Old Kingman favorite reopens
Señor Taco is back and dishing up tacos, burritos and taquitos to hungry customers
KINGMAN - If you haven't taken a drive down Hualapai Mountain Road in a while, you might want to hop in the car - as in, anytime between 10 a.m. and 8 p.m. Monday through Saturday - because Señor Taco is back in business.
That's right, Señor Taco, a fast-food fixture in Kingman since the days of the Nixon administration, reopened last Monday at 2535 Hualapai Mountain Road. And while, sadly, the drive-through window is no more, owner Lori Barkhurst said the menu of handmade tacos, burritos and taquitos remains unchanged.
"Different spot, same food," Barkhurst said. "And thank goodness, a lot of our same old customers."
Originally a franchise out of Tucson, Kingman's Señor Taco opened at its original location on El Trovatore Hill in the early 1970s under the ownership of Dorothy and Richard Brown, Barkhurst's parents. In its earliest days, it was called "El Taco."
"I was like 6, but I grew up working there," Barkhurst said. "(Brown) moved up on Stockton Hill about, I would say, the late '70s."
After going independent when the corporate side of Señor Taco folded, Brown's franchise kept using the old company's recipes, which call for a kind of authenticity that's hard to find in the larger fast-food taco chains.
"Everything is cooked from scratch, it's not from a mix," Barkhurst said. "Our beans are fresh, we blend them up."
Señor Taco's Stockton Hill location, next to Interstate 40, served the people of Kingman throughout the 1980s, even as it shared the building with a Dairy Queen franchise.
"The Dairy Queen was at one end of the building and we were at the other," Barkhurst said. "And then in '86 (Brown) purchased the Dairy Queen."
For the next 20 years, Brown and family ran the Dairy Queen in tandem with Señor Taco, and all was well. Then, in 2006, Dairy Queen's corporate headquarters finally caught wind that one of their franchises was serving unauthorized menu items. Señor Taco's end swiftly followed, but not before one last hurrah from three decades' worth of loyal customers.
"Our last day was phenomenal," Barkhurst said. "They still have people ask for Mexican food at the Dairy Queen."
Over the next year, Señor Taco's fate remained uncertain. Wherever she went, Barkhurst would find herself hounded by scads of ex-customers clamoring for her return.
"Every time we went somewhere, someone was asking us when we were going to be doing something with it," she said. "When we were gone for the year, it was like losing part of our family."
So it's only natural that, when Señor Taco reopened May 26, word of mouth alone produced lines out the door.
By the end of her second day, Barkhurst had already run out of food.
"I didn't even open on Wednesday," she said.
Stunned at the positive reception, Barkhurst said she asked one customer why he had chosen to wait in line so long. His response was, "It's not just the food, it's Señor Taco."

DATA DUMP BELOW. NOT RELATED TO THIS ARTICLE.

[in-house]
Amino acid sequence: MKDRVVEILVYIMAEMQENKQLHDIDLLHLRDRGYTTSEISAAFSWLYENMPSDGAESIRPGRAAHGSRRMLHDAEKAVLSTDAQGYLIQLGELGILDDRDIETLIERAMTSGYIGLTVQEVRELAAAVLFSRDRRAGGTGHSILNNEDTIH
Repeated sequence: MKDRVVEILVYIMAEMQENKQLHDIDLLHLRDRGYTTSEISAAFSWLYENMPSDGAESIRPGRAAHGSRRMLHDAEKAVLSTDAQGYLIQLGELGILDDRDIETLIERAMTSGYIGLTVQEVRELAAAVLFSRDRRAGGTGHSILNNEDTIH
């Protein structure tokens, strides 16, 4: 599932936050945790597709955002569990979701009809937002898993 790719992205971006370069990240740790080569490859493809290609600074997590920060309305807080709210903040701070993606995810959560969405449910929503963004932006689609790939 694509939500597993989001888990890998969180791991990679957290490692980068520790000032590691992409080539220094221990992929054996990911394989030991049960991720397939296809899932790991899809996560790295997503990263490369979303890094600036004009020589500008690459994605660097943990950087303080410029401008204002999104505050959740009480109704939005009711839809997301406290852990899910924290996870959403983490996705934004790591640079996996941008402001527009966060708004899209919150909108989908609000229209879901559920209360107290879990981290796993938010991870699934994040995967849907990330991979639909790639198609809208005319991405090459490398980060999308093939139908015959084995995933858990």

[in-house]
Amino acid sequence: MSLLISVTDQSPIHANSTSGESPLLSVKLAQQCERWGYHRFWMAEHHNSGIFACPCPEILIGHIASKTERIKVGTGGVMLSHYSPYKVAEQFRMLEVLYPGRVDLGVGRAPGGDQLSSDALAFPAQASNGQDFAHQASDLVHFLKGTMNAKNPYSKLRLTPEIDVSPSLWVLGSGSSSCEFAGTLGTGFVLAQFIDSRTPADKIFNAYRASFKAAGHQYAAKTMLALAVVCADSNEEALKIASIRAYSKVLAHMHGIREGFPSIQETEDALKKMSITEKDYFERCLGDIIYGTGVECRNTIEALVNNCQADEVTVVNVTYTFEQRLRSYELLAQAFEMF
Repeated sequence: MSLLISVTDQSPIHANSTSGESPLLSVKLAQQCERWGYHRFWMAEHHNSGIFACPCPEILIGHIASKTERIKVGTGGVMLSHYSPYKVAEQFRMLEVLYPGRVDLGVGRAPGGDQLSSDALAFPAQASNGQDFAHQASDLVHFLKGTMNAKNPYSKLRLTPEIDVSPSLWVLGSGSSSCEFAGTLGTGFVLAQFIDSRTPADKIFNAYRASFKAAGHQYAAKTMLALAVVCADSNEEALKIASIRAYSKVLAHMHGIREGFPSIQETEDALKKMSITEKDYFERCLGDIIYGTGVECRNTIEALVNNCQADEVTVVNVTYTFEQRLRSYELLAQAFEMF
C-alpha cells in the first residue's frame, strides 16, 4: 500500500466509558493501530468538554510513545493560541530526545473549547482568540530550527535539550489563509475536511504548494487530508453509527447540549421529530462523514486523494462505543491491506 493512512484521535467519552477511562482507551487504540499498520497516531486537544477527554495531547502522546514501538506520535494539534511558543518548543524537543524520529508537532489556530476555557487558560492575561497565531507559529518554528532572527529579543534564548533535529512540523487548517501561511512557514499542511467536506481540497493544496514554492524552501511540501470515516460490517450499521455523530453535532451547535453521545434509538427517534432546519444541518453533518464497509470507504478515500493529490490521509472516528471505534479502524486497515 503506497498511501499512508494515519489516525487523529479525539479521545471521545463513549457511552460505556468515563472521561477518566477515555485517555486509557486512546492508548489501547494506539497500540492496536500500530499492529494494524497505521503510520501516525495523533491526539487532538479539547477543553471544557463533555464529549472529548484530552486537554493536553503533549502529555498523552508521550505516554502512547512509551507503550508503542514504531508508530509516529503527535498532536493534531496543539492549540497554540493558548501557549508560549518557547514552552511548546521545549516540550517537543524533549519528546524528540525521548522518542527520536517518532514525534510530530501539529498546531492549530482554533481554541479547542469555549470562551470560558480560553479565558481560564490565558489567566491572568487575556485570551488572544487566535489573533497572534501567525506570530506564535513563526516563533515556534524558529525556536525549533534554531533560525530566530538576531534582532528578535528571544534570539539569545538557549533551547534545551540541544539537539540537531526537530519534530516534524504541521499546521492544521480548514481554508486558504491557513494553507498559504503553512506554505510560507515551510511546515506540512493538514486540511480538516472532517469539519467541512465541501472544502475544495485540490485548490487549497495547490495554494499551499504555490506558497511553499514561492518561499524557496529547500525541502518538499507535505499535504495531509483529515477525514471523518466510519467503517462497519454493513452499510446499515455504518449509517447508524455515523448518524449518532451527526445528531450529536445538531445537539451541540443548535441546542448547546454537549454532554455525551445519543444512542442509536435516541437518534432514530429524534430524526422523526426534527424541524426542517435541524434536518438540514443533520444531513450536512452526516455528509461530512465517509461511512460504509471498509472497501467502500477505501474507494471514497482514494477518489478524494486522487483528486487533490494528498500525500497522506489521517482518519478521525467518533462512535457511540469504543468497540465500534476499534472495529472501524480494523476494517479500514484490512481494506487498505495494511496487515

And it's true. Señor Taco is not just another restaurant - it's a generational phenomenon that's drawn Kingman together for more than 30 years. In just two weeks, Barkhurst has seen countless familiar faces.
"You can walk in and know almost everybody in here," she said. "My parents are in here, I'm in here, my children are all working here. That's how it's always been."
The personal connections she's made with local contractors have also gone a long way toward spreading the word as well. Many of the people who helped Barkhurst get situated in her new location are those she's done business with for years.
"I used Highland Construction, Walker Electric, Benchmark Plumbing, Campbell and Parker, Ott - Bruce Ott did my sheet rock," she said. "Richard Martin did my concrete, helped with the stain and stuff. There's a lot of contractors who went above and beyond."
MySpace and other blog sites have helped spread Señor Taco awareness over the Internet as well. Local Realtor Todd Tarson devoted the May 29 entry of his "MOCO Real Estate News" blog to the restaurant, posting close-up photos of some of his favorite menu items.
"About the time these burritos were no longer available was about the time the city sales tax receipts started to wane," Tarson joked. "Coincidence?? Here I think not."
While Señor Taco is still undergoing some of the difficulties that come with any transition - "Coming Soon" was still painted on the front window Wednesday morning - Barkhurst hopes to redecorate the rather Spartan interior once business levels off.
If she's learned anything, though, it's that Señor Taco's glory doesn't lie in the decorations, or even the food, but rather, in the people who congregate there. And if last week's reception is any indication, the glory days have already returned.
"It just has been very nice seeing all the familiar faces," Barkhurst said. "This is Kingman. I don't know how else to say it."
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